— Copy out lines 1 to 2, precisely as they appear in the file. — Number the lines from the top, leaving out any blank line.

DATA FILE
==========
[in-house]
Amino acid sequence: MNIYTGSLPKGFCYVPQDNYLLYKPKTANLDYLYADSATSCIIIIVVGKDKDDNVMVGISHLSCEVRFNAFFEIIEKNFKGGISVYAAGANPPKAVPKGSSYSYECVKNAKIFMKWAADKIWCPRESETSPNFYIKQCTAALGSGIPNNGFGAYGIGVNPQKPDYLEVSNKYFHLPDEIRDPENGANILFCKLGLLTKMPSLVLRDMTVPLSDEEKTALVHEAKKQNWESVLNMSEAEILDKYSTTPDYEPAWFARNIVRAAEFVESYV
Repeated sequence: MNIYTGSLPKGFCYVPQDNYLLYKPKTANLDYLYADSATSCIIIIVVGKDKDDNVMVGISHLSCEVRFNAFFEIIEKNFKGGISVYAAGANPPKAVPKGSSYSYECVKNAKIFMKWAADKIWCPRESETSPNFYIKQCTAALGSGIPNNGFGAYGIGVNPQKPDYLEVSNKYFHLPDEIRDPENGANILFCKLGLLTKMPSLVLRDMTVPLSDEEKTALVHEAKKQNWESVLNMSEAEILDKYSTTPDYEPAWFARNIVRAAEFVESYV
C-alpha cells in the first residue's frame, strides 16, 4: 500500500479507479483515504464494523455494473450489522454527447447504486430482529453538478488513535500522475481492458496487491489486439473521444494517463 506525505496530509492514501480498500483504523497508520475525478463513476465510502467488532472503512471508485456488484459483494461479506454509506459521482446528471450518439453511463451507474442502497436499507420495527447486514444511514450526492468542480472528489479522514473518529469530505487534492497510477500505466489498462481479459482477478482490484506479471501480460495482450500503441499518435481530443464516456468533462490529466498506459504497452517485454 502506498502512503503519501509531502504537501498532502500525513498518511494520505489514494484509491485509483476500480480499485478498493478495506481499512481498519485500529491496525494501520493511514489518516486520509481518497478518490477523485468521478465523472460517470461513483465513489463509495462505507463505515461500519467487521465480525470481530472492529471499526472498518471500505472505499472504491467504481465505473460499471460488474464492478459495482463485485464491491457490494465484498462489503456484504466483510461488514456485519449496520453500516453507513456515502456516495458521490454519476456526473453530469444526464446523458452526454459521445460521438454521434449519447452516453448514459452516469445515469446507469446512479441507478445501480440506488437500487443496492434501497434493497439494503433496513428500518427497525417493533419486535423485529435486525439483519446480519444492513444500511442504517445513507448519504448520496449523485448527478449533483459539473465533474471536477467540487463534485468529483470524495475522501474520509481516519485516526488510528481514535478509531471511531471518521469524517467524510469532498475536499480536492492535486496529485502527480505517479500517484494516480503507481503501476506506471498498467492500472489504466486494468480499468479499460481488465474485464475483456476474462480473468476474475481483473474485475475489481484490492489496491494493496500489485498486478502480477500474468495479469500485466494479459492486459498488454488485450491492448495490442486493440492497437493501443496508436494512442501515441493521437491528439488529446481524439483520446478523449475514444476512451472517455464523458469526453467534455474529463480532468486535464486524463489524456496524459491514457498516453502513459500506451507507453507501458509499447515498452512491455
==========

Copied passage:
[in-house]
Amino acid sequence: MNIYTGSLPKGFCYVPQDNYLLYKPKTANLDYLYADSATSCIIIIVVGKDKDDNVMVGISHLSCEVRFNAFFEIIEKNFKGGISVYAAGANPPKAVPKGSSYSYECVKNAKIFMKWAADKIWCPRESETSPNFYIKQCTAALGSGIPNNGFGAYGIGVNPQKPDYLEVSNKYFHLPDEIRDPENGANILFCKLGLLTKMPSLVLRDMTVPLSDEEKTALVHEAKKQNWESVLNMSEAEILDKYSTTPDYEPAWFARNIVRAAEFVESYV